Adonis Diaries

First time I walked bare feet. Clutching my sandals. And the last time.

Posted on: June 20, 2016

 

First time I walked bare feet. Clutching my sandals.  And the last time

Numb at the Magnitude of the Unknown (Part 3). October 25, 2008

That summer of 1975, I noticed many American students walking bare feet,

Carrying their sandals in hand and attending class bare feet.

One day, I felt the urge to imitate them:

I walked to class bare feet, carrying my sandals.

Miss Linda, the English teacher, was dumb struck; her cheeks flushed anger.

I could hear the wrath within her soul:

“American might be permitted to behave so, against my will.

But foreigners?! Certainly and absolutely not: rules are rules”.

She kicked me out of the classroom.

 

I did not enjoy walking bare feet: Summer in Oklahoma scalds any bare skin,

And carrying the stupid sandals was not that cool after all.

The university had an outdoor and an indoor swimming pool.

Many lovely girls lounged around the semi-Olympic size outdoor pool.

I paid for a two-week formal swimming lessons:

I had to swim professionally for the beautiful girls.

 

It was my first formal swimming lessons:

I almost got drowned twice before, in open sea, closest to the shore,

Carried away by tide…

My dense hairy chest and back were a curiosity to everyone.

A Japanese classmate went so far as to compare me to a monkey.

 

I love swimming and have been practicing it ever since.

In every city I relocated to, my first target was finding an affordable indoor pool.

 

After a month of English, which I didn’t need from my pre-test scores,

But I still had to attend because the tuition was prepaid,

I discovered that the university, which conditionally accepted me, was indeed in Stillwater,

Not in the town of Norman.

Stillwater was initially a farming university, in a hole of a town,

A hundred and fifty miles North-East of the State Capital Oklahoma City.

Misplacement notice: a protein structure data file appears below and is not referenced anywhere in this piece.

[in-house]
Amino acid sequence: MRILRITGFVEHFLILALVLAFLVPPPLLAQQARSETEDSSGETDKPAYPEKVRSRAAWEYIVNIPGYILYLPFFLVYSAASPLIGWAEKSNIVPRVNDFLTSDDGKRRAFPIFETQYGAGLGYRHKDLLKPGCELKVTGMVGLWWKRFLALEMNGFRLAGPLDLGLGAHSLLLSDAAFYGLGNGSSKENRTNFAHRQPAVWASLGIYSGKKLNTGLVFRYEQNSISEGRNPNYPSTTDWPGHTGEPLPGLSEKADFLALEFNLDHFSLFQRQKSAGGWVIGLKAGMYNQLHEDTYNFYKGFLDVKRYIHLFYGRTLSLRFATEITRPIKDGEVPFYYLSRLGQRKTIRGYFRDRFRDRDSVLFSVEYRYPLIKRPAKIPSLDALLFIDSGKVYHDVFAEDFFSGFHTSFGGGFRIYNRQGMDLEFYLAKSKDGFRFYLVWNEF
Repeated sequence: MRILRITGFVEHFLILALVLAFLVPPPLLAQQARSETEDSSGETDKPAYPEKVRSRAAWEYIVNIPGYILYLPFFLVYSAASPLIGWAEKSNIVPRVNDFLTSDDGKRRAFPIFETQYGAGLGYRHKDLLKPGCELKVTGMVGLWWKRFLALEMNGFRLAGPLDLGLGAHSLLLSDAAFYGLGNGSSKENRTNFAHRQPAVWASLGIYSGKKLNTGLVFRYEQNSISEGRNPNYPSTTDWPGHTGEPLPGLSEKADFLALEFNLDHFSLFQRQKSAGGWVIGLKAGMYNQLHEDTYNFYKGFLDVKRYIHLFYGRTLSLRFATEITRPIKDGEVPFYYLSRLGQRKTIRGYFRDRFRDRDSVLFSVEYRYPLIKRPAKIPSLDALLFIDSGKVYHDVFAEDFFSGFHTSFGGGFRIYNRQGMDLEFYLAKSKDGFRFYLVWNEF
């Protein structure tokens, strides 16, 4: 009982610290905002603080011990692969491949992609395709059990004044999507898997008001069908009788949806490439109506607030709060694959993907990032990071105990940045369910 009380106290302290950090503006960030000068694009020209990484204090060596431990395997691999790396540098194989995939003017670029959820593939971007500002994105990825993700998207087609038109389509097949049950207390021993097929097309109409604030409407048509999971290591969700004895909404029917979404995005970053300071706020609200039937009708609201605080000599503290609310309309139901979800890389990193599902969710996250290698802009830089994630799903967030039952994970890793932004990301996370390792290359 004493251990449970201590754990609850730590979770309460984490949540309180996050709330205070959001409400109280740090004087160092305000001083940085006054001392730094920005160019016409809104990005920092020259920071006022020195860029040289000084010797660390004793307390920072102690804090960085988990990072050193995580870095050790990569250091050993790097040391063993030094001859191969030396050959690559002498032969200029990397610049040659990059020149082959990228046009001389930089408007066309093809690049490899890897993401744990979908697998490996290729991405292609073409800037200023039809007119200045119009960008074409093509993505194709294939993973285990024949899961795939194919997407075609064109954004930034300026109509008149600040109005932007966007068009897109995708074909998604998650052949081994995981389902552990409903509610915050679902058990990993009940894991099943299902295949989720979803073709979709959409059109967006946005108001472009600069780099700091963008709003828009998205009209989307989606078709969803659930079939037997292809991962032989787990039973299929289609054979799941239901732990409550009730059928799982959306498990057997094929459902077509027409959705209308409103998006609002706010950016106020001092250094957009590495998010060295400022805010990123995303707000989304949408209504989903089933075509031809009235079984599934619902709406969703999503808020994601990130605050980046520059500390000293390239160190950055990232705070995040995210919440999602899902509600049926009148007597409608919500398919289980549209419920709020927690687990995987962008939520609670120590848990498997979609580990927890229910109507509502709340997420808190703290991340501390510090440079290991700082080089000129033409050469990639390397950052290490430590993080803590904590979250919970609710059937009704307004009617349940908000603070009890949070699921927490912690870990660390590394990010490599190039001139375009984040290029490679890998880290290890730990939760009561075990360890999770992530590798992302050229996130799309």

I visited that university in August, but I still don’t know how I got there.

The administration told me that I was late, or my application was declined;

I don’t remember the reasons for denying my application, but I felt good.

I was back to the University of Oklahoma at Norman

 

Dr. Hillel Kumin, chairman of the Industrial Engineering department,

Accepted my application for graduate studies without much fussing.

I had to take just two pre-requisite undergraduate courses.

This is how simple life should be:

It matched my naïve perception on systems, organizations and people’s characters.

 

There were a few instances where my model of a simple life matched the real model.

More often, I had to learn to struggle for survival.

Many years later, I was still learning to just scrap a living;

Not much else.

 

To fill the time before the Fall semester begins,

I volunteered with a linguistic society on campus for the summer.

I was to speak, translate and write Arabic for Americans enrolled in linguistics.

They were potential missionaries!

 

It was 1975, and the Americans were still free to be compassionate.

It was 1975, and an American in a position of power

Could wield a wide latitude for making compassionate decisions.

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adonis49

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